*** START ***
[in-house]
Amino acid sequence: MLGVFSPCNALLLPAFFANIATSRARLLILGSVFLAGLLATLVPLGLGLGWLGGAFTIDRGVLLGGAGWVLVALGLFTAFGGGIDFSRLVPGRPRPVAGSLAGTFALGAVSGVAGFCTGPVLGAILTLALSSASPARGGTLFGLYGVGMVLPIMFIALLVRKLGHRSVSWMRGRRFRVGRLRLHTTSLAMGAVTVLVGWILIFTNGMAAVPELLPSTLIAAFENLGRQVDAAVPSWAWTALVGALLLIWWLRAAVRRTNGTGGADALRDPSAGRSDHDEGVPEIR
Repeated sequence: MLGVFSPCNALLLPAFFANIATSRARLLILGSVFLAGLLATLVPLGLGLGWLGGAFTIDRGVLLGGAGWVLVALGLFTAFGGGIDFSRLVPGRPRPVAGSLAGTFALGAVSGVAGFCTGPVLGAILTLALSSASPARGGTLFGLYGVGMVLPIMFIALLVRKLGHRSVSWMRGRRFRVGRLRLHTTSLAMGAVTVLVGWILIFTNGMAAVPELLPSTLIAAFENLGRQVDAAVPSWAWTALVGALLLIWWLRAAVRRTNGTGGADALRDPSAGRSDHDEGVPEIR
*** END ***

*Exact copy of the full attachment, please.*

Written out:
[in-house]
Amino acid sequence: MLGVFSPCNALLLPAFFANIATSRARLLILGSVFLAGLLATLVPLGLGLGWLGGAFTIDRGVLLGGAGWVLVALGLFTAFGGGIDFSRLVPGRPRPVAGSLAGTFALGAVSGVAGFCTGPVLGAILTLALSSASPARGGTLFGLYGVGMVLPIMFIALLVRKLGHRSVSWMRGRRFRVGRLRLHTTSLAMGAVTVLVGWILIFTNGMAAVPELLPSTLIAAFENLGRQVDAAVPSWAWTALVGALLLIWWLRAAVRRTNGTGGADALRDPSAGRSDHDEGVPEIR
Repeated sequence: MLGVFSPCNALLLPAFFANIATSRARLLILGSVFLAGLLATLVPLGLGLGWLGGAFTIDRGVLLGGAGWVLVALGLFTAFGGGIDFSRLVPGRPRPVAGSLAGTFALGAVSGVAGFCTGPVLGAILTLALSSASPARGGTLFGLYGVGMVLPIMFIALLVRKLGHRSVSWMRGRRFRVGRLRLHTTSLAMGAVTVLVGWILIFTNGMAAVPELLPSTLIAAFENLGRQVDAAVPSWAWTALVGALLLIWWLRAAVRRTNGTGGADALRDPSAGRSDHDEGVPEIR